Starting a food truck as a family business seems like as natural as starting up a family business in any other industry but at the same time it can also create some unique problems. If it is done properly it can bring in a steady income and keep your family employed for years. Done improperly it will keep attorneys paid and employed instead.
Starting a business with family members can truly be rewarding but if you have committed any of the following oversights, you need to take care of them as soon as you can. And if you’re considering launching a mobile food business with family members, don’t even think about cutting corners and making these potentially fatal blunders:
Mix family finances with the business’s
A lot of family run businesses start as a side job or a hobby that eventually turns into a money maker. When you start to outgrow that stage, you need to look into housing it in a formal legal entity like a limited liability company or a corporation. This is especially important if a number of family members might be liable, as would be the case if, say, they signed for loans or chipped in cash or otherwise could be considered partners. Without this protection, you all could end up bankrupt if something goes wrong. That’s not the kind of family sharing you want.
For most small family businesses, an LLC is a great choice. It gives personal liability protection like a corporation, without formalities like a Board of Directors or meeting minutes. An LLC is taxed as a pass-through entity, so business profits flow through to the owner(s) and the LLC pays no separate tax on profits. Also, having a legal entity allows for easier transition planning.
If you don’t form a legal entity like an LLC, or if you want to do business under a catchier name, you need to file for DBA or a “doing business as” status. This is simply a way of stating that your business name is not the same as that of the legal entity controlling it. In many states, not having a DBA will make it hard to open a business checking account and may even keep you from being able to sue a vendor or customer who wronged you.
No employment agreements
You may not want to discuss with Dad what will happen if he calls in sick too many times or how with Grandma how much money she has to pay you. But everyone in a family business has to make their expectations clear about employment, operations, even dissolution. And you have to put the agreements in writing. It may seem awkward to talk about it now, but it will be ten times more awkward after something goes wrong. And something will.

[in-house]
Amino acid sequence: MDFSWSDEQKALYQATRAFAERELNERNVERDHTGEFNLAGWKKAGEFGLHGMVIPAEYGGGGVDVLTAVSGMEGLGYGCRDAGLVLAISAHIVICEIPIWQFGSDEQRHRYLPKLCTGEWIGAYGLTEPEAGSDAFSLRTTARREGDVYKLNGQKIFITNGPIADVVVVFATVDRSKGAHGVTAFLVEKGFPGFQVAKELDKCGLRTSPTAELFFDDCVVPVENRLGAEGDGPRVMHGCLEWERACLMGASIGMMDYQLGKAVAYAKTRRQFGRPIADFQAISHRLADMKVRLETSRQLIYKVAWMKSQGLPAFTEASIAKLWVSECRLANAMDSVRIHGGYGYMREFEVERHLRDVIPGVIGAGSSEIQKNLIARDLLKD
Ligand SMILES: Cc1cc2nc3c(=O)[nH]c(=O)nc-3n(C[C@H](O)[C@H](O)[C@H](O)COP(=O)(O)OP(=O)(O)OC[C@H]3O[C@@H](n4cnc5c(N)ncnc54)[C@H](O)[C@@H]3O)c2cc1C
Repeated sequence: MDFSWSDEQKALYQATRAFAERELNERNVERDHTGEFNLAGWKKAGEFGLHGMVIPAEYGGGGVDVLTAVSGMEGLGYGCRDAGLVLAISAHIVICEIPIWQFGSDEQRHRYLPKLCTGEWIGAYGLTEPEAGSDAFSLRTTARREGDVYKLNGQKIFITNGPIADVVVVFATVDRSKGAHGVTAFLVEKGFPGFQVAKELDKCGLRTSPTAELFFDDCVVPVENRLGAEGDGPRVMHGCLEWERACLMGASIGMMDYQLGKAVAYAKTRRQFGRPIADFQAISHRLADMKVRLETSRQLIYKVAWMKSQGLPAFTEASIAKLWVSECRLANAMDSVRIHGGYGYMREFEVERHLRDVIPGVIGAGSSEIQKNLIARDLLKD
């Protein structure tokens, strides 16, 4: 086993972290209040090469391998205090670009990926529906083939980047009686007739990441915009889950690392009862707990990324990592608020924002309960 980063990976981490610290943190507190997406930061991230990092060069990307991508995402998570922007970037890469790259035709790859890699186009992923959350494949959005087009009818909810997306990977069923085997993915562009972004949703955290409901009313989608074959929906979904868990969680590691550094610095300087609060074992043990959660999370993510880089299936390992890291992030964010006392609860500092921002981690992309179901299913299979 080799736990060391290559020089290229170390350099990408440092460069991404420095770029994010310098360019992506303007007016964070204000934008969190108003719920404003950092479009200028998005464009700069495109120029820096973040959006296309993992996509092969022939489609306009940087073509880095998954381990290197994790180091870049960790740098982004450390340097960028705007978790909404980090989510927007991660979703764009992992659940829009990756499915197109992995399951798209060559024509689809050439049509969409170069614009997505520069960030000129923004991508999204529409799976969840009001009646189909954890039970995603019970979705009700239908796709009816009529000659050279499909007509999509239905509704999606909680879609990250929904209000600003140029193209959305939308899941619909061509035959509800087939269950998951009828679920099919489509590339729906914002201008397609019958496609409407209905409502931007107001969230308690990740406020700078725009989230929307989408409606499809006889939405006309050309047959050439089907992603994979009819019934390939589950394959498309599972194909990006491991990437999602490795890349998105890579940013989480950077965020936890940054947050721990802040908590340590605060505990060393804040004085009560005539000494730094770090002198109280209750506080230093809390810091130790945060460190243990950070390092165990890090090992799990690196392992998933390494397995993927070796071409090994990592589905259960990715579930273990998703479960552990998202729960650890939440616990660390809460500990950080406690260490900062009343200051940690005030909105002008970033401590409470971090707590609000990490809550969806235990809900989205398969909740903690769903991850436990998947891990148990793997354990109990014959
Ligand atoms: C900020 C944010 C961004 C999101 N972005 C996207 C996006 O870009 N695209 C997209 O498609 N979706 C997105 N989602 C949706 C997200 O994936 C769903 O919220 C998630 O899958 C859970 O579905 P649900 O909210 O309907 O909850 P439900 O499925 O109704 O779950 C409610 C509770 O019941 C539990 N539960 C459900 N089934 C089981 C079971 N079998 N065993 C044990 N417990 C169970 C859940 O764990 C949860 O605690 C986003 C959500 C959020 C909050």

No succession plan
The last thing you want to think about in a family business is what will happen to the company if you are hurt or pass away. It’s no fun to think about, but you should consider who will run the business, either temporarily or permanently, if you can’t run it.
In a mobile food business you may want to identify a professional who might be interested in purchasing your business. Spend time with this person and get him or her acclimated to what you do and how you do it. Introduce them to your recipes, suppliers, payroll, payment issues, website and social media access and a host of other contacts and tools they will need to take over. Let others know you’ve designated an heir and mention it in your will.
Remember that if you do not have a formal legal business entity like an LLC, your food truck business technically passes with you. With the right structures in place you can leave your ownership (or fractions of it) to your loved ones in your will, and they can keep running the business in the same name without interruption. After all, that was the point of having a family run food truck business in the first place, wasn’t it?